I got caught slipping and ended up in one of my time lapses of Austin in the studio. The reviewal of footage never ends. This is all a part of an ongoing project I’m working on throughout the course of the year. Stay tuned.
One of my eldest friends, Austin, is a glass blowing, bong crafting, self-employed man right here in Eugene. Right now we’re working on a video project about his process. Here are a few stills from our film.
When you are determined to get footage of bears, salmon and sea otters it is easy to overlook the sheer beauty of the scenery here in Alaska. As a kid from California I try to not take these breathe taking sights for granted. Here are some locations in Cordova we have the opportunity to work in everyday.
Today Julianne, Elora and I went out with the goal of getting footage of bears. Not only did we find and film three mother bears with their cubs, but we came upon some porpoises and a Minke whale on the way back. The Prince William Sound is a magical place.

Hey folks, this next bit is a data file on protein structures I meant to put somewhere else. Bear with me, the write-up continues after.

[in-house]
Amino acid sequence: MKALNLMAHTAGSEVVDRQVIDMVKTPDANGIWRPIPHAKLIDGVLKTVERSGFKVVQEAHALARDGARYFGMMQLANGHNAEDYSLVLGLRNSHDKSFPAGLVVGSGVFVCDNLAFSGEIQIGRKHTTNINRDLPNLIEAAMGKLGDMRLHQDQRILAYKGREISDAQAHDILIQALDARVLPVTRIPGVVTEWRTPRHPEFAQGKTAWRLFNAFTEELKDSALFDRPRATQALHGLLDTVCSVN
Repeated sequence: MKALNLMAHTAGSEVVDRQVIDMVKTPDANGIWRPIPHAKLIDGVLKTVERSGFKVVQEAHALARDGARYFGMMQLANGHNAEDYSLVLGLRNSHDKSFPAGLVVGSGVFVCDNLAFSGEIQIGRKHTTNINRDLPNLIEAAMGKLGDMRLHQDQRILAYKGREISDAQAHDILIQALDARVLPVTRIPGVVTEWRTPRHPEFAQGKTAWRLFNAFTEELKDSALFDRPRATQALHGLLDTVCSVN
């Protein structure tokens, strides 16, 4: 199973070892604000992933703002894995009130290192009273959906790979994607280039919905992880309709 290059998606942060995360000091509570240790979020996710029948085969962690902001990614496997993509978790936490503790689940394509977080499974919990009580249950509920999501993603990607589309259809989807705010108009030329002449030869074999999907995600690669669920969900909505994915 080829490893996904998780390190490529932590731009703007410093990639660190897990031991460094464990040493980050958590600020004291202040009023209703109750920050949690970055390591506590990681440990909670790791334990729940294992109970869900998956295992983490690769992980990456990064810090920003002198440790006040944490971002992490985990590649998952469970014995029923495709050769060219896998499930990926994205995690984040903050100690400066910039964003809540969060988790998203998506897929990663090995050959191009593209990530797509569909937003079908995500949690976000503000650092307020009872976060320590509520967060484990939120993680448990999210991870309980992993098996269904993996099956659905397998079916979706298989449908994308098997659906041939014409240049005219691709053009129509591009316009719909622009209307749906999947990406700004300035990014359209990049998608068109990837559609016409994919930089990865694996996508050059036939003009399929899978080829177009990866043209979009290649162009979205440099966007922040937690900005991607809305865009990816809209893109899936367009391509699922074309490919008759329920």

I clumsily navigated the slippery river rocks, tripping to keep up with Julianne and Grant as we navigated the riverbank. Movement caught my eye and as I glanced down at the water: the entire riverbed appeared to be wriggling. It took my eyes a moment to register the amount of chum and pink salmon swimming gill to gill in the water, fighting to move upstream. At that moment I knew that we were in a very special place.
There have only been a few times in my life where I have been lucky enough to visit a place almost completely untouched by humans. Today we were able to observe three mother bears and their cubs feeding on salmon.
The bears were well aware of our presence and observed us from afar before finishing their salmon and disappearing into the brush. The smallest cub was about six months old and the other ones were about two years old. The cubs usually stay with their mother for 2-4 years before heading out on their own.